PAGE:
Objective: To evaluate whether interleukin (IL)-2 in patients with chronic HIV infection can maintain CD4 T cell counts during 6 months of HAART interruption.
Design: Prospective, randomized, controlled, open-label phase II noninferiority trial comparing IL-2 with HAART interruption or continuous HAART.
Methods: Forty-one IL-2-experienced (three or more prior cycles) HIV-1-infected adults with CD4 cell count at least 500 cells/μl were randomized in the ratio 2: 1 to interrupted (I = 27) or continuous (C = 14) HAART for 6 months following an initial IL-2 cycle. Subsequent IL-2 cycles were triggered by CD4 T cell counts less than 90% of baseline. Immune, metabolic, and quality of life indices were compared (Mann–Whitney and Fisher's exact tests), defining noninferiority as a percentage difference (C– I) in treatment success (CD4 T cells ≥90% of baseline at 6 months) with a 95% confidence interval (CI) lower limit greater than −20%.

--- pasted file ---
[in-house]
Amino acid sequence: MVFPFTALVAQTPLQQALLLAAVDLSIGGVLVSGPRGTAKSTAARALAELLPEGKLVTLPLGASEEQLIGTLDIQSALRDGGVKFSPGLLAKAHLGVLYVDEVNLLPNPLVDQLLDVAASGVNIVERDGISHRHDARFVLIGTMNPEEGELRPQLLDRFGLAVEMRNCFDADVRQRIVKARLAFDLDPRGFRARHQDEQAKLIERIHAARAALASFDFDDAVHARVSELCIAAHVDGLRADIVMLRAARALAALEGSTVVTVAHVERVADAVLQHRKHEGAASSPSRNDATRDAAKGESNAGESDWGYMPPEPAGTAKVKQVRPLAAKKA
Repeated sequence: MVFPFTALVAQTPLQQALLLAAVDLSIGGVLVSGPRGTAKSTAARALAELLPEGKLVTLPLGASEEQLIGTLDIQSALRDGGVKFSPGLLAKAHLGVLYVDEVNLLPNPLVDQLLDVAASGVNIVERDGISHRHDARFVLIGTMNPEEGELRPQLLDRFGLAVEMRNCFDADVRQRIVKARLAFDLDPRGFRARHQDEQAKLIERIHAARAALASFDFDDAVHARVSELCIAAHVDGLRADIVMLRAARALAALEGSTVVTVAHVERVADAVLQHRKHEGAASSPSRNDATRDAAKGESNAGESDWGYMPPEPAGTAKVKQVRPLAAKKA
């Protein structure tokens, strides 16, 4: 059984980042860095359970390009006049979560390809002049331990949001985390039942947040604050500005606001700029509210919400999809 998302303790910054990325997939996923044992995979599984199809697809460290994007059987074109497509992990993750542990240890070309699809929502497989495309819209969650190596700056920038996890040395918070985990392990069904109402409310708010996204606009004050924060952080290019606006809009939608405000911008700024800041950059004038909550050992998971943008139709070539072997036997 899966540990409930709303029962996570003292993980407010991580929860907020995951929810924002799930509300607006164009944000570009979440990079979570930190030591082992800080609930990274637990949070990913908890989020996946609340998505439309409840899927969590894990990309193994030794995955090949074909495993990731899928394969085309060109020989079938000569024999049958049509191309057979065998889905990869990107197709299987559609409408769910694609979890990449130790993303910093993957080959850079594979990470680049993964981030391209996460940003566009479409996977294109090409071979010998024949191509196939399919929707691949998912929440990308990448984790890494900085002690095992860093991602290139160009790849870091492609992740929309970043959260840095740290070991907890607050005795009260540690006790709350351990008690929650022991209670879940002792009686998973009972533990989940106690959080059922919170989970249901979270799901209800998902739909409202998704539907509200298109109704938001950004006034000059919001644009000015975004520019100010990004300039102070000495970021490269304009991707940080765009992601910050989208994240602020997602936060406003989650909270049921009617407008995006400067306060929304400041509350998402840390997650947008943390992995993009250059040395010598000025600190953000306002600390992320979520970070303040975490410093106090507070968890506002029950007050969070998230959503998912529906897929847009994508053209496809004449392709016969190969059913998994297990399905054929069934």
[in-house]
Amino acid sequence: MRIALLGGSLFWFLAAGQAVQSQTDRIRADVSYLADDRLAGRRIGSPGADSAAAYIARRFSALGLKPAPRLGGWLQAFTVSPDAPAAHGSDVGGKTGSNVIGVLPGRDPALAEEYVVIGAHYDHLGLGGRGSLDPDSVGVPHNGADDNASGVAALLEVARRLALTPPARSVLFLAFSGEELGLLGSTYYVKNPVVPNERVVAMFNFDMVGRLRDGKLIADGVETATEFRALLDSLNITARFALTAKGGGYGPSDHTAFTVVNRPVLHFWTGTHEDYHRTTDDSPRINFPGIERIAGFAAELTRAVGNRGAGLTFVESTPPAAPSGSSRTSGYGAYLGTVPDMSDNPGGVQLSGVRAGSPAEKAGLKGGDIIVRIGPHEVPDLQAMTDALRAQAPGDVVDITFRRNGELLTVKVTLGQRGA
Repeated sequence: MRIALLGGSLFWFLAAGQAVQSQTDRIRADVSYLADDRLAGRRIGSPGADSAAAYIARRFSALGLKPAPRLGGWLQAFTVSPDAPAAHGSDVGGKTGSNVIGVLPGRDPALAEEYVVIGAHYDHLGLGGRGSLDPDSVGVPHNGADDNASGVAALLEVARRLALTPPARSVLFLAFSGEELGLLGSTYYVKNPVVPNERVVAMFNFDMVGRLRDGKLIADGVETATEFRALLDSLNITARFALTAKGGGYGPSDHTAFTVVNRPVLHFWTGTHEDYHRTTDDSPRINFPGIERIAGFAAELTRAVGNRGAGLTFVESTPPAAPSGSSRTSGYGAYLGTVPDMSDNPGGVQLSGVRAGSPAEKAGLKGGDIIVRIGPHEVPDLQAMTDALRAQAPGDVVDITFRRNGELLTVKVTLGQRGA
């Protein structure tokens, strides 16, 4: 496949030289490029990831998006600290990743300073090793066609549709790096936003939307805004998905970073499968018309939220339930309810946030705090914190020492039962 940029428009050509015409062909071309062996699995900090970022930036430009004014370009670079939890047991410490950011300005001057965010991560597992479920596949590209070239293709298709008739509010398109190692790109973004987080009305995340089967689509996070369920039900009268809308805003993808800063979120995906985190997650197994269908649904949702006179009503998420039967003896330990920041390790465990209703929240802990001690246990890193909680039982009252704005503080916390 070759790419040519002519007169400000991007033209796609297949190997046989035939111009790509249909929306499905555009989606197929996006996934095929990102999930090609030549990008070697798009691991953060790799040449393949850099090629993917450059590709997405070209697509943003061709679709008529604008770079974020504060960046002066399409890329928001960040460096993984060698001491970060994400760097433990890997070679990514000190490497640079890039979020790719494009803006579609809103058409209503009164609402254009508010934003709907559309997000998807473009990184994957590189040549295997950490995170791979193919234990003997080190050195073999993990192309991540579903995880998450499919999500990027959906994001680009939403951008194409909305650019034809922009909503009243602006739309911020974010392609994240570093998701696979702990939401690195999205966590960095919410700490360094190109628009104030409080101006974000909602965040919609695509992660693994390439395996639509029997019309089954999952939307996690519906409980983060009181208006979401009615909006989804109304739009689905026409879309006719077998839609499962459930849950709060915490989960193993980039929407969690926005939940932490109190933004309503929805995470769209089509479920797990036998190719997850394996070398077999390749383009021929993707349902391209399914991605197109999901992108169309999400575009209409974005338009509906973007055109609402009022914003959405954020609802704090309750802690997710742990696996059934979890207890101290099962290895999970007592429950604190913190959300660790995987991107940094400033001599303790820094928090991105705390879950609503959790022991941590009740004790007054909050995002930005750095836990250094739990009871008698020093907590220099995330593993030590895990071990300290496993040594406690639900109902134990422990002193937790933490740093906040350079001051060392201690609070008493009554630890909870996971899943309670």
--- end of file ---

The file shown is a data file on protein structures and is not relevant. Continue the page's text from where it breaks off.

Results: Demographic and immune parameters were similar between the groups at baseline. Median CD4 T cell count, HIV viral load, and treatment success differed significantly at 6 months (I: 866 cells/μl, 39 389 copies/ml, 48.1%; C: 1246 cells/μl, <50 copies/ml, 92.3%; P ≤ 0.001). Group I was inferior to C (% difference = −44.2%; 95% CI: −64.2%, −11.2%; P = 0.013). Minor statistically significant differences in HgbA1c and energy level occurred at 6 months (I > C). Following HAART interruption, single cases of acute retroviral syndrome, secondary syphilis, non-Hodgkin's lymphoma, and Kaposi's sarcoma recurrence were observed.
Conclusion: IL-2 alone was inferior to IL-2 with HAART in maintaining baseline CD4 T cell counts. HAART interruption had a small impact on metabolic parameters and quality of life.